CONTAINS SOME SPOILERS AND OH GOD IT'S BEHIND YOU
The number of horror films that have had me leaving the lights on overnight has been very small, even over the thirty years that I've been watching horror movies on a pretty regular basis. Splattery gore epics and slashers have never given me sleepless nights, and I don't even think I've ever had a nightmare stemming from a late-night rewatch of The Evil Dead or A Nightmare On Elm Street. But in recent years there have been a welcome few that have seeped back in my mind unbidden, and two of the most effective have been from the James Wan/Leigh Whannell Axis Of Creepiness. And I don't mean the Saw movies. The first Insidious pulled off the effect brilliantly, once in the film itself and then several nights later when I was alone in my flat. And to a lesser extent The Conjuring, which royally creeped me out in the cinema though I didn't suffer afterwards to the same extent.
Annabelle takes the terrifying-looking doll from the opening of The Conjuring, and makes it/her the conduit for an evil spirit looking for a soul. It's 1970 and the expectant Gordons acquire an Annabelle doll, supposedly a rare collector's item but in reality a freaky-looking porcelain nightmare than any faintly sentient person would chuck into a blast furnace before ever bringing it into their house. Then a pair of Mansonite occultists bursts in and attack them, blood gets on the doll and it seems then to be possessed. Spooky stuff starts happening: doors open, rocking chairs move, appliances come on by themselves....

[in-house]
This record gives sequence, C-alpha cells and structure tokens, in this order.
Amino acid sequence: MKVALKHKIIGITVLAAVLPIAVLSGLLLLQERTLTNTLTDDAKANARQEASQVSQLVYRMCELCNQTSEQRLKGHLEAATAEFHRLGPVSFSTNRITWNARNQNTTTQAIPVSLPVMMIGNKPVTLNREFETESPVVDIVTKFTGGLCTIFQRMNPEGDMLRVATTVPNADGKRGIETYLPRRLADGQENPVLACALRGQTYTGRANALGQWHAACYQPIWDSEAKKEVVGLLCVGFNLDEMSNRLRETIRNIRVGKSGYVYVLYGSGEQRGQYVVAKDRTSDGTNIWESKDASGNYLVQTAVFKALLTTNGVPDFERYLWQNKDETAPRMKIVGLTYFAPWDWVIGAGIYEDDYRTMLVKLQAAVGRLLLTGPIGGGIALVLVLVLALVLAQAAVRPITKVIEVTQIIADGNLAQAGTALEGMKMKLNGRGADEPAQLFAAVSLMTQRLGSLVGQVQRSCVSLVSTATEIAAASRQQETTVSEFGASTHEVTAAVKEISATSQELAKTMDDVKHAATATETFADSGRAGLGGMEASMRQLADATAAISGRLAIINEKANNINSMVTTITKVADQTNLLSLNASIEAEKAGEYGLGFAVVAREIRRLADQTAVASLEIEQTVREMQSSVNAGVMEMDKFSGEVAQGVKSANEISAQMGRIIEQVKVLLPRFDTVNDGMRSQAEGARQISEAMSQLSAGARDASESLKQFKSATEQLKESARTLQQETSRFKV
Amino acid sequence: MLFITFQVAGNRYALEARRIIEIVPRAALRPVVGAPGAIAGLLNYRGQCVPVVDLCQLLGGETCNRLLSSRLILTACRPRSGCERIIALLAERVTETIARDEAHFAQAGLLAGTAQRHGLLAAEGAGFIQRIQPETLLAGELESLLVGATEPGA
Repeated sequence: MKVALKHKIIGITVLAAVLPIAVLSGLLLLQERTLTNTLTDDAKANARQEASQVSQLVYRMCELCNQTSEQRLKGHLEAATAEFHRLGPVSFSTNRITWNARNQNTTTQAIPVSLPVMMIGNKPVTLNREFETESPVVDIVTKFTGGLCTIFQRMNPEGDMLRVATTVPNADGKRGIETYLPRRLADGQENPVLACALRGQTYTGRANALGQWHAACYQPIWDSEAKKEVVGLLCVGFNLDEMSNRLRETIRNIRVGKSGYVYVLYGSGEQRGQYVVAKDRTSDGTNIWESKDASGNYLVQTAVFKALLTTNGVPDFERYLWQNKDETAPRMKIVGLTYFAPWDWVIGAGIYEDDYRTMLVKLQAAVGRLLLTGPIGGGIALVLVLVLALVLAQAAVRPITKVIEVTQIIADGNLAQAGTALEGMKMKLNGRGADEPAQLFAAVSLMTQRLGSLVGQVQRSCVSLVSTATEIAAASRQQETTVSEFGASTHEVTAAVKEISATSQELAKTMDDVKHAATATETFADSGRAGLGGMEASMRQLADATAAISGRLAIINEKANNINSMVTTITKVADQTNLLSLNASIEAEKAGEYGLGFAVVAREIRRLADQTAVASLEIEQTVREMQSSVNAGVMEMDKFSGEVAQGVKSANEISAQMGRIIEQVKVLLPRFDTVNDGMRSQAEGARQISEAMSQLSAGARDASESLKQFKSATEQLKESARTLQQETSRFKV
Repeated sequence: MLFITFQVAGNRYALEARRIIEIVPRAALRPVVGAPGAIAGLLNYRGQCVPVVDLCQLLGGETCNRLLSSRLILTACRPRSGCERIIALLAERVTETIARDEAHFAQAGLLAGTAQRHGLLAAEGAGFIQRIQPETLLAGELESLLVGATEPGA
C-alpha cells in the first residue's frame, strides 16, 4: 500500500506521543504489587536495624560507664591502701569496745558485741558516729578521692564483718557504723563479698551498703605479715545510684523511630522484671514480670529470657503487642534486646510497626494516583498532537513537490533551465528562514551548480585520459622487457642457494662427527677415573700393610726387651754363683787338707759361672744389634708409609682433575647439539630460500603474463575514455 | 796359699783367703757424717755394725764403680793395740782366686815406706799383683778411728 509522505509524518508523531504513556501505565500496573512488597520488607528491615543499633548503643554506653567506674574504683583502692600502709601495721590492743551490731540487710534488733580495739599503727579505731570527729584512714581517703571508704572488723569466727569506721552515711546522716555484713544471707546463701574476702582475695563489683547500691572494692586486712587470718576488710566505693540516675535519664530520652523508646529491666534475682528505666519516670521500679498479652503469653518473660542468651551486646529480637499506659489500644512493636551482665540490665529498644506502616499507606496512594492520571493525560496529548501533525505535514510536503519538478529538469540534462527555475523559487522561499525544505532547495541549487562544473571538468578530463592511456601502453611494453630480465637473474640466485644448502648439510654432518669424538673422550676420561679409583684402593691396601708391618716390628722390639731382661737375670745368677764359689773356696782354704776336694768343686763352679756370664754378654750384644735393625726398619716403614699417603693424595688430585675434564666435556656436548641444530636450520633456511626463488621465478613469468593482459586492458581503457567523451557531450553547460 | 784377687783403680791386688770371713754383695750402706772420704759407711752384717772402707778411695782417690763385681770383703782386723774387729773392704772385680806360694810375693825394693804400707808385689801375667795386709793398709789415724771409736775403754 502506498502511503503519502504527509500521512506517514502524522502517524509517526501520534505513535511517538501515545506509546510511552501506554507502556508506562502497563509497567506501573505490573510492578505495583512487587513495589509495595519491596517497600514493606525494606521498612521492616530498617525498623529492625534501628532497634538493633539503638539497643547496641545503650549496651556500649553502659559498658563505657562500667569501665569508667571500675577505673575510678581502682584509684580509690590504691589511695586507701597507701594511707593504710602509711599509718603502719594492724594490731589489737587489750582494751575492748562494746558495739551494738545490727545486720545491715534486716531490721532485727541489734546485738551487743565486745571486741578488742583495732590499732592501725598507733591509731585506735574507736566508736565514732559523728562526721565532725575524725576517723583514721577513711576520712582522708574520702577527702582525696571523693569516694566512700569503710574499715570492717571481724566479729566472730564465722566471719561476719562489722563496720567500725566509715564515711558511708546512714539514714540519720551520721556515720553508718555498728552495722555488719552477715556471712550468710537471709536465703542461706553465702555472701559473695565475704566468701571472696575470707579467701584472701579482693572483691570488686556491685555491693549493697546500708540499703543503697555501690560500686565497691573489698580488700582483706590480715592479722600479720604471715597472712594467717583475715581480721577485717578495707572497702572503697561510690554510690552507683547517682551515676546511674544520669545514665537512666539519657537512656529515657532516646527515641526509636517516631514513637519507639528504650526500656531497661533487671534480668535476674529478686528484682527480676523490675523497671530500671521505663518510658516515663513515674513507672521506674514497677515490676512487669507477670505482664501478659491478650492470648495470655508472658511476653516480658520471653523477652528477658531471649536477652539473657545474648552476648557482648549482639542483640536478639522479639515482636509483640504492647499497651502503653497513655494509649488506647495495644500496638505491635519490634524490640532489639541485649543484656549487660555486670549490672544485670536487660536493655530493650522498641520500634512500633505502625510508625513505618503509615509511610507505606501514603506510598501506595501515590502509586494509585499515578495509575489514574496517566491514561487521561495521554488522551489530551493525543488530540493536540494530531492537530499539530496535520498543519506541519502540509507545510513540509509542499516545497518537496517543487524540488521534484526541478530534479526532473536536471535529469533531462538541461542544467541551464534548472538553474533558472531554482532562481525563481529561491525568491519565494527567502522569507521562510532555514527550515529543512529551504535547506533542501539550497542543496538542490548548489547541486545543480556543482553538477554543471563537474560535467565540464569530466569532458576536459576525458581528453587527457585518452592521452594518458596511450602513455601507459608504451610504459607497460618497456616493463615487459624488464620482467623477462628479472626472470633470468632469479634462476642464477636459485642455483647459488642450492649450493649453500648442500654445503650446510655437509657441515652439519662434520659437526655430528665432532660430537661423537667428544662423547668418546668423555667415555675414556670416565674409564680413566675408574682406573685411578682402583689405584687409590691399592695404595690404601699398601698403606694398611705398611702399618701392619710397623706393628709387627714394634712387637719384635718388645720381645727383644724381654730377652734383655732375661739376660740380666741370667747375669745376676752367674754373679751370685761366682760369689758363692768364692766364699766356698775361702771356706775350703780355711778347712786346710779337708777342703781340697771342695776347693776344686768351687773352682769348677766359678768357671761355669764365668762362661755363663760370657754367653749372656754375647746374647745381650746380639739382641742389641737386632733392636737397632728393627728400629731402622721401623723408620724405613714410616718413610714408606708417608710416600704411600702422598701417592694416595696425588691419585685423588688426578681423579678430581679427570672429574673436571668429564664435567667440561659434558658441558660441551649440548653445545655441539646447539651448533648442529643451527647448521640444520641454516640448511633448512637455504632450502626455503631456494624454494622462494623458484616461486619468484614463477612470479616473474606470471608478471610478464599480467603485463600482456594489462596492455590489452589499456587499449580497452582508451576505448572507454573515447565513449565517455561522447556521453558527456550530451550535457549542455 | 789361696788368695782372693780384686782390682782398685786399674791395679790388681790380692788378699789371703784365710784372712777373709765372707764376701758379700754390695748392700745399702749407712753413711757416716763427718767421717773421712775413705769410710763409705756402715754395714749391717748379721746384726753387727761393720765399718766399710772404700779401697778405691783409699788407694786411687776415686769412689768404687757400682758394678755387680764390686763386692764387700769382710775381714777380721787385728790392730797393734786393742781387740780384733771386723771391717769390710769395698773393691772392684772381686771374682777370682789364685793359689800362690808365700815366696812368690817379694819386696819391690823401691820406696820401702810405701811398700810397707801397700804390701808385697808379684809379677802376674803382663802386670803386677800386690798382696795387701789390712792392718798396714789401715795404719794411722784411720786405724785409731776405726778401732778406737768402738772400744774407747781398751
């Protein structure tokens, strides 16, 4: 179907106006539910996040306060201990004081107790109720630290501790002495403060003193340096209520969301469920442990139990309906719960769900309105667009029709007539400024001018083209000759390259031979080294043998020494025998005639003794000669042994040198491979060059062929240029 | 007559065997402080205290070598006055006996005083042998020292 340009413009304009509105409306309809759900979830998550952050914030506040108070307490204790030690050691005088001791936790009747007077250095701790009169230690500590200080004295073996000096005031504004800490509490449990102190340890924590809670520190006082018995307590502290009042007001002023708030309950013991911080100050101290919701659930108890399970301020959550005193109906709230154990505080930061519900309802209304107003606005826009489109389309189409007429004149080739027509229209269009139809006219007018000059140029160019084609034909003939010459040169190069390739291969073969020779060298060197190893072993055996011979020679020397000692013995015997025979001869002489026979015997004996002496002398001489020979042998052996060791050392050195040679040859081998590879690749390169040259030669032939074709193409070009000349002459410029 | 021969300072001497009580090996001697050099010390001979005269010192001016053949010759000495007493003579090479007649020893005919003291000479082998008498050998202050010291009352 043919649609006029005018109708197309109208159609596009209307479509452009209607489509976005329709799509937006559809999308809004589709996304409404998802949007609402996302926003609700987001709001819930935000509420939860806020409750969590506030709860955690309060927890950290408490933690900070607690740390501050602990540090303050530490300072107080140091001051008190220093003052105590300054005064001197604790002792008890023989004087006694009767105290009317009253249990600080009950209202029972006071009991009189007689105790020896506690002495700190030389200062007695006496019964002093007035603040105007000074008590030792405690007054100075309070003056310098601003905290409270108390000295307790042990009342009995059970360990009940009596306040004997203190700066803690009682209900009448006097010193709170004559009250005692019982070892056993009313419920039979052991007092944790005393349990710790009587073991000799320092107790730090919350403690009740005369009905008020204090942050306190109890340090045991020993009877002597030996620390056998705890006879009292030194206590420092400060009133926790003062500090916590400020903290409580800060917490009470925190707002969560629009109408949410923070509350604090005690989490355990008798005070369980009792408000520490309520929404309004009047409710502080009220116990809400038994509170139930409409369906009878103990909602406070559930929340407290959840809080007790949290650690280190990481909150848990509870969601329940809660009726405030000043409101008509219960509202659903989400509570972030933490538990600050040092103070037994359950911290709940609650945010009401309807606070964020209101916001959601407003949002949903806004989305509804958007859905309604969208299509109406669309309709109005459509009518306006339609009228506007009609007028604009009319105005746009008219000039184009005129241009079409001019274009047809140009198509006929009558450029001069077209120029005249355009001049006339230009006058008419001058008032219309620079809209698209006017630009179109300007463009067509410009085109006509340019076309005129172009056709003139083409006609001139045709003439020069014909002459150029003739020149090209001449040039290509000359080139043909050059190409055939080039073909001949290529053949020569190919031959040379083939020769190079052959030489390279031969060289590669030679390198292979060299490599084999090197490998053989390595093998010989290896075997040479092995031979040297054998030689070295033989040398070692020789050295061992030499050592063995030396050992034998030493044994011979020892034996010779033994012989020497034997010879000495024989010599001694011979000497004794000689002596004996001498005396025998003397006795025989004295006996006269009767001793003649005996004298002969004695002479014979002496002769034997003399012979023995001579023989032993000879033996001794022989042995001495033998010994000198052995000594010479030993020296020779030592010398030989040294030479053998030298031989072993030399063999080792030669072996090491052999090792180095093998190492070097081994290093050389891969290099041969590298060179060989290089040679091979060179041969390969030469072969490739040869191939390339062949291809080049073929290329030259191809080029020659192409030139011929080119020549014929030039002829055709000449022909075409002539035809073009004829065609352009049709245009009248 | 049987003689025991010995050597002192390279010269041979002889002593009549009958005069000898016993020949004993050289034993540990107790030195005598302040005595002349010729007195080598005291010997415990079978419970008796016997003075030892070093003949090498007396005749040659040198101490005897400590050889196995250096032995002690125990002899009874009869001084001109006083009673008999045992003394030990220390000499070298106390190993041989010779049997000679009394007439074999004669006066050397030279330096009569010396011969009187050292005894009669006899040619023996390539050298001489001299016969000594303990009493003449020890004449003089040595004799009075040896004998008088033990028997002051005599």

It isn't in the same chilling league as The Conjuring, but it's still pretty creepy while it's on, with nice period detail and one genuinely "can't look, must look" sequence with a near-invisible demon in the basement. Because the Wan/Whannell films locate their horrors in recognisable, mundane realities rather than apocalyptic zombie wastelands or shadowy vampiric castles, they simply suggest that these hauntings, possessions and demonic infestations could as easily happen to you as to the average families in the films. And it works. But for all that, and the obvious nods to Rosemary's Baby (the couple are Mia and Jon Gordon, closely referencing the three stars of the Polanski film) it's not as downright unsettling as Insidious or The Conjuring were. It's a perfectly decent, solid multiplex horror movie, but I didn't really need the lights on afterwards and I don't think there's much further mileage in any more Annabelle movies.